In our study, the number of needle passes and the needle type were important confounders. The number of needle passes was statistically similar between the two sedation groups (3.29 GA vs 3.14 CS, p=0.2235). The optimal number of passes required to achieve optimal sensitivity remains unclear, but a recent study suggested that a maximum of four passes detected malignancy with 92% sensitivity for solid pancreatic masses.15 There was a detected difference in the use of needle type, which likely accounts for the loss of statistical significance in the difference in both technical success and diagnostic yield after factoring in this variable, as FNA needle use was more prevalent in the CS group. It is well established that FNB needles are superior to FNA needles for tissue acquisition.6,7,16 Other factors, including lesion size and location, needle size, and presence of ROSE, did not affect diagnostic yield in our study.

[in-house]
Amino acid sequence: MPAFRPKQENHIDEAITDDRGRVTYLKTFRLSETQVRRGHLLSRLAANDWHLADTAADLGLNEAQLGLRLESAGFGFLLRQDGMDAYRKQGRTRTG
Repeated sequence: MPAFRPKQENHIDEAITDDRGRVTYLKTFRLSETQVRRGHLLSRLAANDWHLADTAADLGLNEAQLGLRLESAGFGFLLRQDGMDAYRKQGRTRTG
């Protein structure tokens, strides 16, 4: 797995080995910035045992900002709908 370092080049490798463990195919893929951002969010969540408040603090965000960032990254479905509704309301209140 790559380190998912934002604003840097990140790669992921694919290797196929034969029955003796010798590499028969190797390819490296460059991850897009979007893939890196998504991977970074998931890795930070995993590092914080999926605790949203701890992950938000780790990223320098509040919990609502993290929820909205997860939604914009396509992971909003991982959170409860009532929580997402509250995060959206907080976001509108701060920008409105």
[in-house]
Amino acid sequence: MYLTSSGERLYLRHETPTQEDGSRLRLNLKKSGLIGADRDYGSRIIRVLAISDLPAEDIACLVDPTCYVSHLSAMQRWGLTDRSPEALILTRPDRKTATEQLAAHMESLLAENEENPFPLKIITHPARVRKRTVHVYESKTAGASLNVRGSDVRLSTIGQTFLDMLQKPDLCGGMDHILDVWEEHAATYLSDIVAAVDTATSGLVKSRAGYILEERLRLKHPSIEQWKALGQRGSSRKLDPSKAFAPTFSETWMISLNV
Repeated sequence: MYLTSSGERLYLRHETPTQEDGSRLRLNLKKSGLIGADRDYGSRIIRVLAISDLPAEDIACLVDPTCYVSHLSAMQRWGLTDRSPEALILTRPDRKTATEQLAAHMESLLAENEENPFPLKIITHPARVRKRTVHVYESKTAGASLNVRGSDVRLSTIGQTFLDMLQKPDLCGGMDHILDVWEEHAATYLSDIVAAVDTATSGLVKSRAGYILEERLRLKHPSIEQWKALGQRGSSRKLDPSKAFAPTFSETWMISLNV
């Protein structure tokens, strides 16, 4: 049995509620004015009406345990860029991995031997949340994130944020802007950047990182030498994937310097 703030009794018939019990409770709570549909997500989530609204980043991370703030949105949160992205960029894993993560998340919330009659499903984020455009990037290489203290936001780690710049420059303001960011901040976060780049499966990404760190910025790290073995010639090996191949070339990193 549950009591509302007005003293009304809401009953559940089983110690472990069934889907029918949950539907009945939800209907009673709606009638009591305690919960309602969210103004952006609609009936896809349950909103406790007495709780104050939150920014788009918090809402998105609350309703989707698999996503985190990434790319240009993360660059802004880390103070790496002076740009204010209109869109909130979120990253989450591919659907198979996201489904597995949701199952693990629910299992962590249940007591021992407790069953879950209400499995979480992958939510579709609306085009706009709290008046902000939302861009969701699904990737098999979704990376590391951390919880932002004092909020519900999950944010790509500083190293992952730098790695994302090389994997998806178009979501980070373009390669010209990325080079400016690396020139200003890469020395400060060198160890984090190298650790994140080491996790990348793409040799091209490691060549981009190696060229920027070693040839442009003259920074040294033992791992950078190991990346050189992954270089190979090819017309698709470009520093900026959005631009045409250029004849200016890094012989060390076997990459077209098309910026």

Our study demonstrated that the incidence of AEs was significantly lower in the CS group than in the anesthesia group (OR, 0.281; 95% CI, 0.095–0.833; p=0.022). This is consistent with a previous study using a large United States national database (n=1.38 million procedures) that compared the safety of sedation administered by anesthesiologists and gastroenterologists. In that study, the odds of AEs were higher for anesthesiologists compared with endoscopist-directed sedation for EGD (1.33; 95% CI, 1.18–1.50) but not for colonoscopy.17 Although known to be risk factors for AEs, ASA class and sedation time did not affect AE rates in our study. However, intubation was the main predictor of AEs. In their study, Vargo et al.17 missed key procedural data points, including intubation, and thus could not identify whether this was an independent risk factor for increased AEs. Our findings contradict those of a previously published randomized controlled trial evaluating GA versus MAC, and the incidence of sedation-related AEs during endoscopic retrograde cholangiopancreatography in known high-risk patients that sedation with GA was associated with a significantly lower incidence of sedation-related AEs compared to those with MAC. In that cohort, the use of MAC was associated with more frequent procedure interruption and conversion to GA, higher cardiopulmonary AEs, post-endoscopic retrograde cholangiopancreatography pancreatitis, infection, and pain.18 In the present study, given that the majority of patients were not considered high-risk as they were primarily ASA class I-III, the risks associated with endotracheal intubation and GA likely outweighed the benefit in this group, thus contributing to more AEs and identifying intubation as a main predictor for these AEs. Although there are guidelines outlining the qualifications required to provide sedation,19 there is little consensus or guidelines explicitly identifying who the preferred provider should be, whether it is an anesthesia provider or endoscopist.20 Given the increased use of anesthesia professionals for endoscopic procedures,21 further study is required to better understand which patients and procedure types require anesthesia and strategies to minimize the risks of AEs for endoscopic procedures performed by ACPs.